Japan and India team up for unmanned lunar lander mission

Japan and India are now partnering to put a lander/rover on the Moon in 2025, dubbed LUPEX.

Set tentatively for 2025, LUPEX will be launched on JAXA’s H3 launcher, with a 350-kg rover developed by the Japanese agency. ISRO is developing the lander. The instruments will be on the lander and the rover. Initial feasibility studies and the lander’s configuration have been completed. The rover will sample the soil with a driller and the samples will be analysed using equipment on the rover,

Unlike the previously successful lunar landers from both countries (India’s Chandrayaan-3 and Japan’s SLIM), LUPEX is being designed to survive the 14-day-long lunar night, with a mission that is aiming to last three to six months.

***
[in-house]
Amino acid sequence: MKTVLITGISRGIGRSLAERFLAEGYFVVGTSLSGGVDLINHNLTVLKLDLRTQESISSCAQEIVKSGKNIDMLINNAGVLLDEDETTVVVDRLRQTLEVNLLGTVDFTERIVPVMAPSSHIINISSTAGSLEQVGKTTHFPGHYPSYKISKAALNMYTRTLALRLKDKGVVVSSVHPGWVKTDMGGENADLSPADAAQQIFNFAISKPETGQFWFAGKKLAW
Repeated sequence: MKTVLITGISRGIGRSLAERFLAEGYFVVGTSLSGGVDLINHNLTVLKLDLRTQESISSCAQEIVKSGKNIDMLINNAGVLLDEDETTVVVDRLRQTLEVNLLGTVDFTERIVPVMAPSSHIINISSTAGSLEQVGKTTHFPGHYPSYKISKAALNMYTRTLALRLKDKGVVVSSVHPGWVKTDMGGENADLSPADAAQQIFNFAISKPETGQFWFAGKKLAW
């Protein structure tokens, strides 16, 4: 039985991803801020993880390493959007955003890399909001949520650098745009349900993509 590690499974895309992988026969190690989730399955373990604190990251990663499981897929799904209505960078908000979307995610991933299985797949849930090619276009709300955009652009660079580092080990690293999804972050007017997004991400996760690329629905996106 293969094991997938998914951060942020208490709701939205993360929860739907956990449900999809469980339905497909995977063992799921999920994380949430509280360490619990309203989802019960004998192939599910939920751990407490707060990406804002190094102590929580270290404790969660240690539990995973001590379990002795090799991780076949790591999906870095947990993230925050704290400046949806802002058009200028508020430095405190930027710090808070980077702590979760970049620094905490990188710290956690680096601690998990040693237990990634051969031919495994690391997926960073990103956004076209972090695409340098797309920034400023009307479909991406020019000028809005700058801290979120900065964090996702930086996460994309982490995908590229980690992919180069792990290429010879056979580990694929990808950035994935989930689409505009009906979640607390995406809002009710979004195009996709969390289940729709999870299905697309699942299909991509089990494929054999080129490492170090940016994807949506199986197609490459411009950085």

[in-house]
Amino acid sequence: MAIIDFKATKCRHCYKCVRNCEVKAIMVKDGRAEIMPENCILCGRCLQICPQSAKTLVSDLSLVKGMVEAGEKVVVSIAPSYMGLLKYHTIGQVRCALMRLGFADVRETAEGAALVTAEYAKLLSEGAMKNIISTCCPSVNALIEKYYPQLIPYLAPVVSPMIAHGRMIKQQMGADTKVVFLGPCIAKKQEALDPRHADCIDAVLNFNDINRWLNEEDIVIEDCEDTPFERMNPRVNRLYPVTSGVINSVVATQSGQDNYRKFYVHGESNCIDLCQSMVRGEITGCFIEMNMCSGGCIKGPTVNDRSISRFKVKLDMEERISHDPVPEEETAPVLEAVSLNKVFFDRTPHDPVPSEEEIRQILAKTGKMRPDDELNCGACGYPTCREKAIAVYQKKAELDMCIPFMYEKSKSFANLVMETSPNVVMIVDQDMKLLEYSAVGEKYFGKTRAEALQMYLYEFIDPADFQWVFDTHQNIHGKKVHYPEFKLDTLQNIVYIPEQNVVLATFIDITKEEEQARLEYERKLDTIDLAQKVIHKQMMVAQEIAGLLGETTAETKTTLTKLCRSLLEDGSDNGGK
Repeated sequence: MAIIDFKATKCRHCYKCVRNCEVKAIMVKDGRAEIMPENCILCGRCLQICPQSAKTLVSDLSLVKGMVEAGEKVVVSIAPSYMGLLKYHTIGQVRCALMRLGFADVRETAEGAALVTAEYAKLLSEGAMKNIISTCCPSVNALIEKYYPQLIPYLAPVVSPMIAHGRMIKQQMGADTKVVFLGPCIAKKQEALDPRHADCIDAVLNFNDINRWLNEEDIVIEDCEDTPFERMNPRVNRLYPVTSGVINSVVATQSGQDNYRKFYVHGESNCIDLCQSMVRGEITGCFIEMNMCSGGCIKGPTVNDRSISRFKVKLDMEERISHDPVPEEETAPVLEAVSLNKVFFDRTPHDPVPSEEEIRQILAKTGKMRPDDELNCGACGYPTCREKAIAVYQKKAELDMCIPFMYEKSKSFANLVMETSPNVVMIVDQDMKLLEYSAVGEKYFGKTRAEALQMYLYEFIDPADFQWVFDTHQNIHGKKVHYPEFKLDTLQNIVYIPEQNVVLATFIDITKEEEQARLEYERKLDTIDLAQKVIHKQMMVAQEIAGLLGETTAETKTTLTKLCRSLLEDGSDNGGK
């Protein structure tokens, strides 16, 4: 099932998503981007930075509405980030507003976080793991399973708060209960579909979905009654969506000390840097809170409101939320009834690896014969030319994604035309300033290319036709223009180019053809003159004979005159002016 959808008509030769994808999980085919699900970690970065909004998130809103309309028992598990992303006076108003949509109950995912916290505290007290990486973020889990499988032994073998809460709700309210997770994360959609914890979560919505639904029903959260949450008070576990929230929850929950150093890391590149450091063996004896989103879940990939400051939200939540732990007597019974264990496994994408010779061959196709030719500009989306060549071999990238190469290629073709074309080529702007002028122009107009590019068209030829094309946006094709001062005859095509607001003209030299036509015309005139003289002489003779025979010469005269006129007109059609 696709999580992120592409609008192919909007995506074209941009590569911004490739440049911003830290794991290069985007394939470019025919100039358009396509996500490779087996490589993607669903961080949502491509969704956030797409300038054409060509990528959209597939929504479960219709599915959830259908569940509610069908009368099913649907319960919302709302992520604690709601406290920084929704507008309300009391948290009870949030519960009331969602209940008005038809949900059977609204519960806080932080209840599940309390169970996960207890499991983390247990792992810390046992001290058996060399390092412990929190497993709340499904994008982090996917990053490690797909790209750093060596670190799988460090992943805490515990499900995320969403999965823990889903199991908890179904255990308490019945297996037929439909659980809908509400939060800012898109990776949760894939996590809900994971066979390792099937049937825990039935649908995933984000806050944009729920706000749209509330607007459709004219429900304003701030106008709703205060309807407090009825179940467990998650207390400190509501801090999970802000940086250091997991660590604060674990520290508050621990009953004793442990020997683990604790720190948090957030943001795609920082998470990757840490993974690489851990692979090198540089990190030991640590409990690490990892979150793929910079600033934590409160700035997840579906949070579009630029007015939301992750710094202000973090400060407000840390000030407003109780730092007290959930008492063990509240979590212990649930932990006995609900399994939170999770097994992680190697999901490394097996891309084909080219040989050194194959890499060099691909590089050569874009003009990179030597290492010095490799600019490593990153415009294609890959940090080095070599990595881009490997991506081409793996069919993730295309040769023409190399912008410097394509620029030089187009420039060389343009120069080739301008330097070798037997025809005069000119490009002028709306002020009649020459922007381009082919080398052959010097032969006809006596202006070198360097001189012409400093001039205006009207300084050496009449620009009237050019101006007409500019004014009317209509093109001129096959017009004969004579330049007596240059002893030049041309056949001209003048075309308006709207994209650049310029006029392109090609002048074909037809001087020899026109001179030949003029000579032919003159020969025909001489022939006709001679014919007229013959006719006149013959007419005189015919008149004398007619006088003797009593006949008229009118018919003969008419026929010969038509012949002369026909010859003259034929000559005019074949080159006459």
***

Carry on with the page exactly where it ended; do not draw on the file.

Europe to put instrument on Japanese rover being launched and landed on the Moon by India

The new colonial movement: The European Space Agency (ESA) has signed an agreement with Japan’s space agency JAXA to put a science instrument on a Japanese rover that will be launched by India to the Moon and landed there on an Indian lander.

Under the deal, ESA would provide instruments for the Japanese rover, which would be used in the exploration of the Moon’s south pole under the mission targeted for 2024. … The lunar endeavour between the Indian Space Research Organisation (ISRO) and JAXA is called the Lunar Polar Exploration Mission (LUPEX) which aims to launch an Indian lander and a Japanese rover to the Moon.

In the next three years a lot of landers and rovers are planning to land on the Moon, most built by private American companies flying NASA and private payloads, but also joined by probes being sent by Russia, China, and now this Japanese-Indian-European mission. Even if only half succeed, the exploration of the lunar surface will still be quite busy.